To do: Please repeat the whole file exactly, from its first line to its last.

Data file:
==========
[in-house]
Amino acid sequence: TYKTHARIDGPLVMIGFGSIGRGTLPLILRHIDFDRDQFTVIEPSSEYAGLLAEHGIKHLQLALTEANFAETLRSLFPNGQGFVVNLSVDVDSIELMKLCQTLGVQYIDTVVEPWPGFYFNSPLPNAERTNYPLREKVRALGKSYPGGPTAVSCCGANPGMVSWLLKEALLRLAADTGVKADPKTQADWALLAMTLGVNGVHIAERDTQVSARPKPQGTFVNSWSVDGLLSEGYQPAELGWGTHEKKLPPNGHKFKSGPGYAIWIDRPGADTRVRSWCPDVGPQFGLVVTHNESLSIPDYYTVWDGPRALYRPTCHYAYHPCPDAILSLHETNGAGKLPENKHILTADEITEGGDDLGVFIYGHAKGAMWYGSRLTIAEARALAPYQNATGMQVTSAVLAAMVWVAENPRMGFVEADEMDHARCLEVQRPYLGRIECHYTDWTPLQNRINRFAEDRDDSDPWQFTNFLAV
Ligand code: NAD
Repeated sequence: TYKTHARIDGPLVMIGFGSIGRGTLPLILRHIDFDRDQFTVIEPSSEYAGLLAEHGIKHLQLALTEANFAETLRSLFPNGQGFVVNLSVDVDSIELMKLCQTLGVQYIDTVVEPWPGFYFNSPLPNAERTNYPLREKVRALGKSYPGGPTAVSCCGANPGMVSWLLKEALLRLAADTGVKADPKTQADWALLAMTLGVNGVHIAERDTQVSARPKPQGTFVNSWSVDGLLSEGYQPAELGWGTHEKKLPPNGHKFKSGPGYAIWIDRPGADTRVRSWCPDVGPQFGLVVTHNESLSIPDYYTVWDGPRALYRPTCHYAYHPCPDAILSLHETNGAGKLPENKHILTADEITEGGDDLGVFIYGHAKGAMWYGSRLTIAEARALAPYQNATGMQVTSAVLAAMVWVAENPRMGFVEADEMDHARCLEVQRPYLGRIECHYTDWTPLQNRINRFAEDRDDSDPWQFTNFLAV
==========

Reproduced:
[in-house]
Amino acid sequence: TYKTHARIDGPLVMIGFGSIGRGTLPLILRHIDFDRDQFTVIEPSSEYAGLLAEHGIKHLQLALTEANFAETLRSLFPNGQGFVVNLSVDVDSIELMKLCQTLGVQYIDTVVEPWPGFYFNSPLPNAERTNYPLREKVRALGKSYPGGPTAVSCCGANPGMVSWLLKEALLRLAADTGVKADPKTQADWALLAMTLGVNGVHIAERDTQVSARPKPQGTFVNSWSVDGLLSEGYQPAELGWGTHEKKLPPNGHKFKSGPGYAIWIDRPGADTRVRSWCPDVGPQFGLVVTHNESLSIPDYYTVWDGPRALYRPTCHYAYHPCPDAILSLHETNGAGKLPENKHILTADEITEGGDDLGVFIYGHAKGAMWYGSRLTIAEARALAPYQNATGMQVTSAVLAAMVWVAENPRMGFVEADEMDHARCLEVQRPYLGRIECHYTDWTPLQNRINRFAEDRDDSDPWQFTNFLAV
Ligand code: NAD
Repeated sequence: TYKTHARIDGPLVMIGFGSIGRGTLPLILRHIDFDRDQFTVIEPSSEYAGLLAEHGIKHLQLALTEANFAETLRSLFPNGQGFVVNLSVDVDSIELMKLCQTLGVQYIDTVVEPWPGFYFNSPLPNAERTNYPLREKVRALGKSYPGGPTAVSCCGANPGMVSWLLKEALLRLAADTGVKADPKTQADWALLAMTLGVNGVHIAERDTQVSARPKPQGTFVNSWSVDGLLSEGYQPAELGWGTHEKKLPPNGHKFKSGPGYAIWIDRPGADTRVRSWCPDVGPQFGLVVTHNESLSIPDYYTVWDGPRALYRPTCHYAYHPCPDAILSLHETNGAGKLPENKHILTADEITEGGDDLGVFIYGHAKGAMWYGSRLTIAEARALAPYQNATGMQVTSAVLAAMVWVAENPRMGFVEADEMDHARCLEVQRPYLGRIECHYTDWTPLQNRINRFAEDRDDSDPWQFTNFLAV